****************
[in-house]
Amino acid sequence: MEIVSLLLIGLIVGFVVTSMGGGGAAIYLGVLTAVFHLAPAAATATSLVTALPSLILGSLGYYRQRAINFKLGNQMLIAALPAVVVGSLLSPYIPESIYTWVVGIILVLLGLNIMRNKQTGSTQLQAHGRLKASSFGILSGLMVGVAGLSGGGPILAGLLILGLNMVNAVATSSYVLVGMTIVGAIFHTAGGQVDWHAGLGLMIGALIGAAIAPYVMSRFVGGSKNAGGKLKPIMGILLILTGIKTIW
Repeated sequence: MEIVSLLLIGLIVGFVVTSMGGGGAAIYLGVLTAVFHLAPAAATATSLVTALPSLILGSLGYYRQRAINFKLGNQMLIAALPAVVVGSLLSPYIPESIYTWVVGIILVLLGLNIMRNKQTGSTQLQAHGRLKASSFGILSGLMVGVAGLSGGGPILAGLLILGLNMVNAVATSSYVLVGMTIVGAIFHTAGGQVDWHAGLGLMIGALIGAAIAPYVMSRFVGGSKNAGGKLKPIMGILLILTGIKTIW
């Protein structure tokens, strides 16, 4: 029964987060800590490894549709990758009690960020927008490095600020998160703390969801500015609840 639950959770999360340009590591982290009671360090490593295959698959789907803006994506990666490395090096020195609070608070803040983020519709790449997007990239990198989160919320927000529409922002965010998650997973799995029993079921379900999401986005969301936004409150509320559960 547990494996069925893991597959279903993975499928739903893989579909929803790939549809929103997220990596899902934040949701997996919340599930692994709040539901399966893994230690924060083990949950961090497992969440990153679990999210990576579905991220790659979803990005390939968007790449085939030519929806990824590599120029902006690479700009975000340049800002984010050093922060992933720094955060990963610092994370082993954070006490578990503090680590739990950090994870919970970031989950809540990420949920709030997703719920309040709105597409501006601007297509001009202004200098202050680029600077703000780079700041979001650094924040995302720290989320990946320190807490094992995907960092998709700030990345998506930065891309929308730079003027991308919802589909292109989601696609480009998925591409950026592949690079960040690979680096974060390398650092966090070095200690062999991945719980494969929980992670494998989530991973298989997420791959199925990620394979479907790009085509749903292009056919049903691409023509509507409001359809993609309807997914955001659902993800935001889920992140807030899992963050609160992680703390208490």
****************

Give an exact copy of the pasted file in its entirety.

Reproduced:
[in-house]
Amino acid sequence: MEIVSLLLIGLIVGFVVTSMGGGGAAIYLGVLTAVFHLAPAAATATSLVTALPSLILGSLGYYRQRAINFKLGNQMLIAALPAVVVGSLLSPYIPESIYTWVVGIILVLLGLNIMRNKQTGSTQLQAHGRLKASSFGILSGLMVGVAGLSGGGPILAGLLILGLNMVNAVATSSYVLVGMTIVGAIFHTAGGQVDWHAGLGLMIGALIGAAIAPYVMSRFVGGSKNAGGKLKPIMGILLILTGIKTIW
Repeated sequence: MEIVSLLLIGLIVGFVVTSMGGGGAAIYLGVLTAVFHLAPAAATATSLVTALPSLILGSLGYYRQRAINFKLGNQMLIAALPAVVVGSLLSPYIPESIYTWVVGIILVLLGLNIMRNKQTGSTQLQAHGRLKASSFGILSGLMVGVAGLSGGGPILAGLLILGLNMVNAVATSSYVLVGMTIVGAIFHTAGGQVDWHAGLGLMIGALIGAAIAPYVMSRFVGGSKNAGGKLKPIMGILLILTGIKTIW
């Protein structure tokens, strides 16, 4: 029964987060800590490894549709990758009690960020927008490095600020998160703390969801500015609840 639950959770999360340009590591982290009671360090490593295959698959789907803006994506990666490395090096020195609070608070803040983020519709790449997007990239990198989160919320927000529409922002965010998650997973799995029993079921379900999401986005969301936004409150509320559960 547990494996069925893991597959279903993975499928739903893989579909929803790939549809929103997220990596899902934040949701997996919340599930692994709040539901399966893994230690924060083990949950961090497992969440990153679990999210990576579905991220790659979803990005390939968007790449085939030519929806990824590599120029902006690479700009975000340049800002984010050093922060992933720094955060990963610092994370082993954070006490578990503090680590739990950090994870919970970031989950809540990420949920709030997703719920309040709105597409501006601007297509001009202004200098202050680029600077703000780079700041979001650094924040995302720290989320990946320190807490094992995907960092998709700030990345998506930065891309929308730079003027991308919802589909292109989601696609480009998925591409950026592949690079960040690979680096974060390398650092966090070095200690062999991945719980494969929980992670494998989530991973298989997420791959199925990620394979479907790009085509749903292009056919049903691409023509509507409001359809993609309807997914955001659902993800935001889920992140807030899992963050609160992680703390208490």